Interview with mural artist Nick Hobbs ~ part 2.

First part of this interview can be found here.
One recent piece which is sure to be enjoyed by generations is at River Beach Primary School. Measuring 4.5m by 2.5m it works to include aspects of the school’s houses as well as a sense of adventure.

“The piece for the school was colourful and interesting but came with a really tight budget. Not that I mind. It was great to be involved,” he explains. “It has more elements than most of the work I do and took 10 – 12 weeks.”

To put this into perspective – painting the macaw was a day and a half work. Which explains why it looks like it is just about to ruffle it’s feathers and let out a squawk.

There is no doubt that working on such a scale takes a monumental amount of labour.

“The materials are minimal in comparison,” Nick explains. “Usually, when it comes to costing, it is a case of ‘give me an idea of what to work for,’ as you can keep painting for ever.”

However when it comes to the larger process of completing a mural, the painting is shadowed by the planning.

“First thing is to see the space – the architectural framework. My job is to look at what’s in there, what it is used for and to consider that and my client’s preferences,” he says. “Design is everything as when it is done well the end result just fits.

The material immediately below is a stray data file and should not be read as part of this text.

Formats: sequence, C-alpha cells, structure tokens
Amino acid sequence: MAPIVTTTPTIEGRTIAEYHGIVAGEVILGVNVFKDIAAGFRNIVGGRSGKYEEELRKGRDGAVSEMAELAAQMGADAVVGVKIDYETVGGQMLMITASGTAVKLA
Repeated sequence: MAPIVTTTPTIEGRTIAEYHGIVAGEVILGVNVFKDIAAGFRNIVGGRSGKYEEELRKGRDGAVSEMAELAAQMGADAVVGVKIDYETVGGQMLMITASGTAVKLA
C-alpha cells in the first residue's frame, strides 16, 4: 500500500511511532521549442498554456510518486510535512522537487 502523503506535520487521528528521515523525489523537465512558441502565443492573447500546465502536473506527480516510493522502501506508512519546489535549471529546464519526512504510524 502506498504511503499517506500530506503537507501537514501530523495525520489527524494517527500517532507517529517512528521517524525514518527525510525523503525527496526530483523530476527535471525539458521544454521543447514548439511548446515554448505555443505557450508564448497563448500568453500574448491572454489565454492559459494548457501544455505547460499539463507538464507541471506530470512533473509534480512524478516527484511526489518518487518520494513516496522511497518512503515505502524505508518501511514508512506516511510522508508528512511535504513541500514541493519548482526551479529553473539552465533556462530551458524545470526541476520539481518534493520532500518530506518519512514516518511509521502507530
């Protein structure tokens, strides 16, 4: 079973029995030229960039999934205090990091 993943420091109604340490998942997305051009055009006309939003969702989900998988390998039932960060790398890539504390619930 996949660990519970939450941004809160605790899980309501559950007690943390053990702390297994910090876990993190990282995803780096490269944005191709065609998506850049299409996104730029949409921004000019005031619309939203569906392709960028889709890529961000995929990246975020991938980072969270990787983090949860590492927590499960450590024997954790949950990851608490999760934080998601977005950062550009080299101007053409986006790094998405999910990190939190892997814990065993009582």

“For example I was commissioned to work on an Italian inspired bathroom. The client wanted Tuscany originally but what it is used for told me it should be watery so I suggested Venice which they loved.”

Nick then translates the ideas into to-scale watercolour sketches.

“Generally you are home and dry at this point, when brush touches wall or canvas you are okay,” he adds. “The daunting bit is the pre-design but once you have the blueprint it is just a case of scaling up.”

Nick is also modest about the end result. “Detail is everything, when you work on such a large scale you absorb it on one level but then go in closer,” he explains. “It’s not fine art as you have football pitches to paint. Hopefully the detail makes it good enough to look at.” The truth is it is good enough to want to walk into and it comes as no surprise he has attracted the attention of Graham Rust, one of the most renowned living muralists, who has asked Nick to help him complete the unfinished murals in his own house.

For more information about Nick’s work please click here.


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